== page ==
The Virginia General Assembly’s new Democratic leadership has opened the legislature’s session with a pledge to adopt the Equal Rights Amendment. But a U.S. Justice Department official says in a newly released legal opinion that those efforts are in vain, as a 1979 ratification deadline set by the U.S. Congress has passed.
The ERA resolution “has expired and is no longer pending before the States,” according to Steven A. Engel, assistant attorney general with the Office of Legal Council. That deadline is binding and Congress has to restart the process, Engel said in the memo.
Engel’s legal guidance was issued as Virginia appears to be poised to ratify the amendment. The commonwealth would become the 38th state to approve the ERA, which aims to set a broad guarantee of equal rights under the law, regardless of sex.
Supporters are pinning their hopes on the General Assembly, which convened its session with a new Democratic majority Jan. 8. Gov.
Dueling lawsuits over the issue are pending in federal court.
Equal Means Equal, a group that supports adoption of the ERA, filed a lawsuit Jan. 7, asking a federal court to void the 1979 deadline. And last month state attorneys general from Alabama, Louisiana, and South Dakota filed their own lawsuit, arguing that state votes to ratify the ERA aren’t legitimate because the ratification deadline has long passed.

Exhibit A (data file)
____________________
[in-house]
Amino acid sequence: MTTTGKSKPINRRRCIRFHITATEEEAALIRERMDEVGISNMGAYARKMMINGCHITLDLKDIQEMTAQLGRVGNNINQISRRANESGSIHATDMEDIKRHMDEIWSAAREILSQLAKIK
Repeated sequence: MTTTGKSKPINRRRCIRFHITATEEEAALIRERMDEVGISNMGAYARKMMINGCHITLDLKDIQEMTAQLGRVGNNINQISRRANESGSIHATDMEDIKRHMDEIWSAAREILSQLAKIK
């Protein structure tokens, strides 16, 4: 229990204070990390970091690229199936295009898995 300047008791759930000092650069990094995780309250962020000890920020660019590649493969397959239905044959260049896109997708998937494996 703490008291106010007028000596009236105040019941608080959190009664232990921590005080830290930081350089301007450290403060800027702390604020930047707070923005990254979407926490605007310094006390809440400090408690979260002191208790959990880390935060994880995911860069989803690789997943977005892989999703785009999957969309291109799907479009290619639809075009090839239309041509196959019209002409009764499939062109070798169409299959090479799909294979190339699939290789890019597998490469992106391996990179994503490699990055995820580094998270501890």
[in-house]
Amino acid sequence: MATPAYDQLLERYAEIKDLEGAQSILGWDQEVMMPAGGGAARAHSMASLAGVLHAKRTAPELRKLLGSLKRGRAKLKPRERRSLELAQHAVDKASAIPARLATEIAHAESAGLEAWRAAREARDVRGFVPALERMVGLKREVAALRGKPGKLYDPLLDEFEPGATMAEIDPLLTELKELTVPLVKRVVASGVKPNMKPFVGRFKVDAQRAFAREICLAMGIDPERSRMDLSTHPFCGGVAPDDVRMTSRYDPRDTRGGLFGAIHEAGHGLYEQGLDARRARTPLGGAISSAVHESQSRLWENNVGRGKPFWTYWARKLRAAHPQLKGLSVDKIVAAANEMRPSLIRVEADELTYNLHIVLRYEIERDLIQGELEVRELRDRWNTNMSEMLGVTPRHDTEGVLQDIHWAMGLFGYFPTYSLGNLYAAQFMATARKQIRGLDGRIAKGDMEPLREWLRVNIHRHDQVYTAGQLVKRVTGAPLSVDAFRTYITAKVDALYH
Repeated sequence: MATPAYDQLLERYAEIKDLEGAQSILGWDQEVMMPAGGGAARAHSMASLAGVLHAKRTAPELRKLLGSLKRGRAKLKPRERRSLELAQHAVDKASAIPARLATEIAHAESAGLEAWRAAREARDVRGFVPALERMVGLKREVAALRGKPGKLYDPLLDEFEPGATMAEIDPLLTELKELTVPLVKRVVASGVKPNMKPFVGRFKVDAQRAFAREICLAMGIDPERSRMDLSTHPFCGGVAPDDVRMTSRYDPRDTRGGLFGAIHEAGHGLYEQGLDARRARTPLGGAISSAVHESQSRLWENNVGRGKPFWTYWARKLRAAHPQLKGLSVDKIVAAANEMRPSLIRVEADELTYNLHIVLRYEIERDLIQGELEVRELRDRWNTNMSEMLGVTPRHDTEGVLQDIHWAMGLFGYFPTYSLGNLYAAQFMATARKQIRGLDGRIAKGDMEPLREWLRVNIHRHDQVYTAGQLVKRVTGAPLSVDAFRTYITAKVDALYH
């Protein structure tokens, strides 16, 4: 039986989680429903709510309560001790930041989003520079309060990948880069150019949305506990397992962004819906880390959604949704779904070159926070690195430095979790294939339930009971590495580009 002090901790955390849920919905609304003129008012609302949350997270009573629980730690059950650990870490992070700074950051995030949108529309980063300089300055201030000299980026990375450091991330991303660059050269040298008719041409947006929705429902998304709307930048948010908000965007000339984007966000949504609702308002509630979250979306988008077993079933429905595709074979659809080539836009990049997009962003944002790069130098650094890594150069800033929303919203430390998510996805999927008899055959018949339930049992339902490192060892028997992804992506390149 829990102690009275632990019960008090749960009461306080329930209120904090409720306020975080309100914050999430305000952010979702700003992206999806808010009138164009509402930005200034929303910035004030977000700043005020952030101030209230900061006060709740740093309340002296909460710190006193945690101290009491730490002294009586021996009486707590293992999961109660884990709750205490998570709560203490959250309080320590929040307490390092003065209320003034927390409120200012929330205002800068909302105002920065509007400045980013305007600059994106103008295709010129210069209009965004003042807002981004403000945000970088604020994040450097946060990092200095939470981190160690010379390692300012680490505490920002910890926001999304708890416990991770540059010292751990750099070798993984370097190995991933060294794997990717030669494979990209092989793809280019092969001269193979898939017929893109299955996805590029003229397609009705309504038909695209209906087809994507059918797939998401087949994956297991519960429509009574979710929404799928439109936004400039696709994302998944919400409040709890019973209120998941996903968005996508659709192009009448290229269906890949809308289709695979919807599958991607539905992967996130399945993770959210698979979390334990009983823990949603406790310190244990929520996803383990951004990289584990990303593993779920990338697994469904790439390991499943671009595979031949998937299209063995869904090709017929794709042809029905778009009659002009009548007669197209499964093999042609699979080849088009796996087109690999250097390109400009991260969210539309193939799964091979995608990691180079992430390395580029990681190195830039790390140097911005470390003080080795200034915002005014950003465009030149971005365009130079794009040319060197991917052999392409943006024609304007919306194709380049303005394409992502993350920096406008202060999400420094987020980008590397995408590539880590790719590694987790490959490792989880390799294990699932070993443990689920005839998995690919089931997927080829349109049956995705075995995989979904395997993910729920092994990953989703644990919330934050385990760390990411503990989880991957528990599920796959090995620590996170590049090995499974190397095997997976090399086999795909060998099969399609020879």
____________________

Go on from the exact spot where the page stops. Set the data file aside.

The Justice Department’s recent position “stands in odd contrast to the administration’s proper recording of the ratifications of Nevada and Illinois, respectively, in 2017 and 2018,” said Wendy Murphy, an attorney and law professor from Boston who serves as legal counsel for Equal Means Equal. “This development makes our lawsuit even more urgent,” as a court ruling is needed, she said.
Alabama’s Attorney General Steve Marshall (R), who is leading the opposition’s lawsuit, said the federal agency’s stance reaffirms the position taken by Alabama, Louisiana, and South Dakota. “Today’s DOJ opinion recounts how Congress has often included deadlines for ratification of constitutional amendments to ensure that any change to our foundational document reflects the will of the people across the country ‘at relatively the same period’,” Marshall said in a Jan. 8 statement.
—With assistance from Chris Marr in Atlanta